Women and Farmers in WW1 ... and Penguins
By Jennifer Ayto
In June 1916 Colonel and the Hon Mrs Abel Smith offered the use of a furnished house in Stapleford to be used as a training centre for young girls in farm work, under supervision of a Forewoman.
The Women’s Agricultural Council engaged Mrs Lynch (recommended by the Land Service Corps) as Forewoman at a salary of 30 shillings a week (paying back 10 shillings for her board) and a general servant, to do the cooking and heavy work, who would be helped by 2 girls in rotation. Extra expenditure of £2.10s. 0d was authorised when the Forewoman asked for a bicycle to enable her to visit the farms where girls were working.
It was recorded (HALS/AEC/8) that the girls “rise at 4 o’clock and go to bed at 8. They are given a cup of tea and bread and butter before starting out in the morning, come in to a good breakfast at 8.30, resume their work at 10 o’clock; have a light lunch outdoors and come in at about 5.30 to a meat supper at 6. In spite of the very early rising and rather long hours all the girls have kept in good health.”
In practice, those who had been trained and allocated to a farm did not all enjoy good health with complaints about the difficulty of getting clothes dried, a leaking roof with blankets damp and a girl contracting a skin disease through sharing a bed with another. Although the Welfare Committee had insisted on a separate bed being provided for each worker they also recognised the practical problem – cottage people had only one large bed available rather than two small ones. One farmer did not retain the girl he had trained as she was an educated girl and he did not think his accommodation arrangements suitable.
The Council had some firm views on the intelligence and competence of the girls and women. They noted that the Board of Agriculture was encouraging the distribution of the Board’s pamphlet “Cleanliness in the Dairy” amongst women dairy workers, but the ladies of the Council were of the opinion that no very useful purpose would be achieved by distributing this pamphlet as it was rather above the heads of most of the women and girls taking up dairy work. They directed that a copy of the pamphlet should be sent to Mrs Lynch and that “she be asked to explain it to the girls in a popular form”. The next meeting noted that the leaflet had been much appreciated by the Stapleford girls who had all asked for a copy of it.
In January 1917 it was noted that one of the girls was working with horses instead of cows. She was described as a very strong, tall girl, about 6 foot high and was bent on the horse work and convinced she could do it. The Council were are glad to report that in this instance their decision seemed to have been justified as the girl had been grooming, feeding, harnessing the horses, working with them at carting and, before the severe weather set in, was beginning to shape well at ploughing. However, the minutes record that “We feel however that this case cannot be taken too much as a precedent as the girl is undoubtedly an exceptional one”.
The Hertfordshire Mercury recorded the success of women undertaking farming work but there were also voices of dissent. The 4 October 1916 meeting noted that one girl was under notice to leave “although her work gives satisfaction, owing to the dislike of the men on the farm to working with a woman”. The following year the Hertfordshire Women War Agricultural Committee wrote to the War Agricultural Committee about the difficulty in placing trained girls on farms as demand from farmers was falling off as many preferred to under farm than resort to female labour. They also referred to the ease with which exemptions were being granted by tribunals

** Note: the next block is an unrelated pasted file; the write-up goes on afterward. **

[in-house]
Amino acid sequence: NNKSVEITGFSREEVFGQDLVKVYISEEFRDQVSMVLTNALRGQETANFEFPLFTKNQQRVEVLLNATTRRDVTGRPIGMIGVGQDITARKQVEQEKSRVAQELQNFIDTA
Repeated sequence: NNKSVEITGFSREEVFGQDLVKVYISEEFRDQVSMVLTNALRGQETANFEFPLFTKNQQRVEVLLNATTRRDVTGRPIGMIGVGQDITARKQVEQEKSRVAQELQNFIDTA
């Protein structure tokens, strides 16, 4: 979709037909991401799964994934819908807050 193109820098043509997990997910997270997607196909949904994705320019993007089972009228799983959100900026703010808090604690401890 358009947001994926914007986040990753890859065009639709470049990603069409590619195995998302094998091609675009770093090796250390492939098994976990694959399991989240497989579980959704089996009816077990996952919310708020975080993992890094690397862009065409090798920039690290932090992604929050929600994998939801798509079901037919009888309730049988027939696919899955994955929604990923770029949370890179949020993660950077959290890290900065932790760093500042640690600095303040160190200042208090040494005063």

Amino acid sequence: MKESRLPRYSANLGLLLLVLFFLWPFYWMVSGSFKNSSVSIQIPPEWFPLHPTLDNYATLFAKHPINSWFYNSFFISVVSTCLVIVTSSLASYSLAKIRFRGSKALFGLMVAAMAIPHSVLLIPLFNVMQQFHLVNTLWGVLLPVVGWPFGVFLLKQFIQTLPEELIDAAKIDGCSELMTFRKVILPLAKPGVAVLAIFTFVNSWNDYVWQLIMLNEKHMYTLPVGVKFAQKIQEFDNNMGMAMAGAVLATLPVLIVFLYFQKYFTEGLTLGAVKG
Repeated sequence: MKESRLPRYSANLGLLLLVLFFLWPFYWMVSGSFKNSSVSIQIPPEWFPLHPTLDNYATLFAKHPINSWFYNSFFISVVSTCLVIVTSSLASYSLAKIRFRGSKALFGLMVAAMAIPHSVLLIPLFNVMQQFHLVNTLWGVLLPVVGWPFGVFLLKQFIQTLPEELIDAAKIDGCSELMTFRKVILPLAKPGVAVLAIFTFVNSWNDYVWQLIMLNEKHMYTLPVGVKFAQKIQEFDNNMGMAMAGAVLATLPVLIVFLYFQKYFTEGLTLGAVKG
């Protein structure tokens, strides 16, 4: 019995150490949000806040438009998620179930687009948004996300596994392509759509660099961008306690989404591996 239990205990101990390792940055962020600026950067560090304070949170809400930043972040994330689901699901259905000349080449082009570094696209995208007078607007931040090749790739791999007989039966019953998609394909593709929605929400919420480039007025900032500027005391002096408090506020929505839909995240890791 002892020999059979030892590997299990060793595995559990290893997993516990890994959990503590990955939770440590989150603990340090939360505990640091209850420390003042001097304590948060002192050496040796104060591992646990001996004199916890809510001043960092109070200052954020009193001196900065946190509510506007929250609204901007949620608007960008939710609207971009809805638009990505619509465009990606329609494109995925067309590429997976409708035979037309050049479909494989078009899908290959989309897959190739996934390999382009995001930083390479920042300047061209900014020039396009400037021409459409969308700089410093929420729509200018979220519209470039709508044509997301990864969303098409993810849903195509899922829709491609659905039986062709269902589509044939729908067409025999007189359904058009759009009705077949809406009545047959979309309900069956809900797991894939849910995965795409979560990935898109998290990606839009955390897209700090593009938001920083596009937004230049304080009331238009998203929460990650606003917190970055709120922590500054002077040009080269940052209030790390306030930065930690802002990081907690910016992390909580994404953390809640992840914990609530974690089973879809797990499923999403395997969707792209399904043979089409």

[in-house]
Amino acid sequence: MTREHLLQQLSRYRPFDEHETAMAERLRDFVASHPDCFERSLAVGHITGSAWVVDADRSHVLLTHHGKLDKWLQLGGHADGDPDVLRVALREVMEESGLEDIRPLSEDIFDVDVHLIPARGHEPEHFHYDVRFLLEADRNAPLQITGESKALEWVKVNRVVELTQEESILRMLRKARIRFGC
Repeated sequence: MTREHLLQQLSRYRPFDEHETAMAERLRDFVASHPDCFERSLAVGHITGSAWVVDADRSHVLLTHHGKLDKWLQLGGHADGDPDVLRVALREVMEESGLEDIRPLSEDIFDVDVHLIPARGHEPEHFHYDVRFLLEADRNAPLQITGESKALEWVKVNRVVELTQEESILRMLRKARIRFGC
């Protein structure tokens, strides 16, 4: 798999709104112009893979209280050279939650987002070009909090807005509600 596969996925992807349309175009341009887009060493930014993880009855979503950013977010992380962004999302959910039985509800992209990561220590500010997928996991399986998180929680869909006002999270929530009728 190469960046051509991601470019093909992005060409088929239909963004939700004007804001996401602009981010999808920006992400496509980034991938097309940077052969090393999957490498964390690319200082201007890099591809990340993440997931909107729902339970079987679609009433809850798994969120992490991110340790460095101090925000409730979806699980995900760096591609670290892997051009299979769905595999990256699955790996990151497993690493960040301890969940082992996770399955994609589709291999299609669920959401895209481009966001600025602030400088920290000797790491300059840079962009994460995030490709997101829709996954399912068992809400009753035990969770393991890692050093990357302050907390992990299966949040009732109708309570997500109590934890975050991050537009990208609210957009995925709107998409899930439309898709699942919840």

However, there is evidence that the local tribunals were taking a tougher stance. The Hertfordshire Mercury reported one such case in April 1917. Mr Dover was supporting his cowman’s appeal against conscription. He was told that there were women available to take his cowman’s place. Mr Dover’s view was that he had not tried a woman as he had been told that they were no good, there was no place to accommodate a woman and he would not have one. If the cowman went, he would sell his cows. The appeal was dismissed.
Some girls were not retained for reasons such as “not dependable” and “inclined to be flighty and rather noisy”. A farmer at Redbourn reflected that he welcomed girls but he needed men to do the heavier work, besides which retention of women was difficult. He and his wife had trained twenty and only two remained on the land – and they only came out when the weather was fine. Of the others – one went to a bank , another moved to Swanley as a gardener, one got married, some were nursing in Salonika and France and …. two had joined the Penguins!
What were the Penguins?
The Times for 12 February 1918 reported that Princess Arthur of Connaught had opened an exhibition and series of lectures at Harrods in Brompton Road to celebrate the work of the Women’s Army Auxiliary Corps, the Women’s Royal Naval Service and the Land Army in order to encourage more women to enlist. (It was reported that 7,000 had been recruited to the land army in 1917 but 12,000 more were needed immediately). A message was read from Sir Douglas Haig recording that “our splendid women, in standing by our hard pressed men in France, had proved themselves a power and a force far exceeding their actual numbers”. Much was said about the work of the WAAC and the Wrens and it was announced that a women’s force was to be set up to support the Royal Flying Corps and that they would be called the “Penguins”…. presumably because they would not be able to fly.
In spite of that, the farm girls from Redbourn may have considered that becoming a batman to a flying officer might be more attractive than weeding turnips.